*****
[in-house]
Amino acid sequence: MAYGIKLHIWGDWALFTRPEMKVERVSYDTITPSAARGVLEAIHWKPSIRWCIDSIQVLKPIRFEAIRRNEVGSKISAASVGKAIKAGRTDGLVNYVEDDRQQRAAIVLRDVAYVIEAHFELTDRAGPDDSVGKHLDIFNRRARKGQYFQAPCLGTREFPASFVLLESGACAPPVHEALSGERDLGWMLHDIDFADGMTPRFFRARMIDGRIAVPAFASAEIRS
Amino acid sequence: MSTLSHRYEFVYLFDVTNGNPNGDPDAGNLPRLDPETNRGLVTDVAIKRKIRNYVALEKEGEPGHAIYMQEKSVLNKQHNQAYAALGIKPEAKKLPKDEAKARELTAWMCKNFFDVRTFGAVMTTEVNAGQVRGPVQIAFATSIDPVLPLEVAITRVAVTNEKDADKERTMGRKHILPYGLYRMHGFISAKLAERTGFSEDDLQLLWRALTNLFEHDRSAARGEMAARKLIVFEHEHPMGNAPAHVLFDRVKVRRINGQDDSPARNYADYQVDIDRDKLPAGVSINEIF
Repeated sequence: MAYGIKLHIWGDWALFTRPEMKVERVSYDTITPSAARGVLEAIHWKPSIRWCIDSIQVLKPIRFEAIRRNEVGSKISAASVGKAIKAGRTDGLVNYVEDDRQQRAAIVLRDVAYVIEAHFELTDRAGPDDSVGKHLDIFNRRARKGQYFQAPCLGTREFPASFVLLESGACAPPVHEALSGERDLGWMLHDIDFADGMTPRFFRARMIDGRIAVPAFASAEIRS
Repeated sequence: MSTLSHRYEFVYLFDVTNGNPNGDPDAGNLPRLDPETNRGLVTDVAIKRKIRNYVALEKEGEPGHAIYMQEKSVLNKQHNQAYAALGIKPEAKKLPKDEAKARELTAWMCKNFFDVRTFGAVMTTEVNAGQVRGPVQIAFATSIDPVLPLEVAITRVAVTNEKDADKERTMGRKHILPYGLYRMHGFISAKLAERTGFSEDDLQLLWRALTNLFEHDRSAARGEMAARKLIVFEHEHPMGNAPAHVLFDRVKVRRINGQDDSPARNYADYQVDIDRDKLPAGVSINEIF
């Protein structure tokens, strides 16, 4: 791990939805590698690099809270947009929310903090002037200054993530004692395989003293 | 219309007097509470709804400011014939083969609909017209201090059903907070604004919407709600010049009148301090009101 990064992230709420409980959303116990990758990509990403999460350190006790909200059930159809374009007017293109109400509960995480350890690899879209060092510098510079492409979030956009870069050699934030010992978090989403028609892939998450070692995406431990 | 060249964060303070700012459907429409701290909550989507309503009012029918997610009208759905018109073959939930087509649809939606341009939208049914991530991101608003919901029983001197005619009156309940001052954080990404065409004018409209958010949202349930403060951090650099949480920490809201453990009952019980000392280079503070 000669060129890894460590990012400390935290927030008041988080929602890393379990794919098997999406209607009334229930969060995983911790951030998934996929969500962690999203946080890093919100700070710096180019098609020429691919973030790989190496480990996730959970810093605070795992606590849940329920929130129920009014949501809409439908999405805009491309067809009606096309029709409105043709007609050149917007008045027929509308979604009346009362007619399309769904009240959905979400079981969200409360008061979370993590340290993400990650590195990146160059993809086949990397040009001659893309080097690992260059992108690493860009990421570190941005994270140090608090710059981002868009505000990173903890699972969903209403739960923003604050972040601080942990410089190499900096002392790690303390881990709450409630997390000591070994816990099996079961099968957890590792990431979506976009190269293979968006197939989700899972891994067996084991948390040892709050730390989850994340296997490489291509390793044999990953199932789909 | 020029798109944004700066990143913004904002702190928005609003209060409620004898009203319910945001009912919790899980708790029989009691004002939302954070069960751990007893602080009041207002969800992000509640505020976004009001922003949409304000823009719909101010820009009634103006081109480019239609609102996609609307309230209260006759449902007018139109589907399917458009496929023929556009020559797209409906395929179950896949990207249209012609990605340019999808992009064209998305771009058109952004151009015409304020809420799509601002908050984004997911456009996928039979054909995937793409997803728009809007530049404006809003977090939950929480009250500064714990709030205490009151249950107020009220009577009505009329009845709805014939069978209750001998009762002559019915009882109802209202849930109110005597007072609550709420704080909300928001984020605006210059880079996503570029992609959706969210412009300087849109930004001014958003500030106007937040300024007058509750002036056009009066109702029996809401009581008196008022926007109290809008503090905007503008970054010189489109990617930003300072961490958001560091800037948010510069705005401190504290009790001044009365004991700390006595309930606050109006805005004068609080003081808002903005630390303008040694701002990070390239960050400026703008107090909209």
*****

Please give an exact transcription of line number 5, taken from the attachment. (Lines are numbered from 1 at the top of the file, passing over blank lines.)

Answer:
Repeated sequence: MSTLSHRYEFVYLFDVTNGNPNGDPDAGNLPRLDPETNRGLVTDVAIKRKIRNYVALEKEGEPGHAIYMQEKSVLNKQHNQAYAALGIKPEAKKLPKDEAKARELTAWMCKNFFDVRTFGAVMTTEVNAGQVRGPVQIAFATSIDPVLPLEVAITRVAVTNEKDADKERTMGRKHILPYGLYRMHGFISAKLAERTGFSEDDLQLLWRALTNLFEHDRSAARGEMAARKLIVFEHEHPMGNAPAHVLFDRVKVRRINGQDDSPARNYADYQVDIDRDKLPAGVSINEIF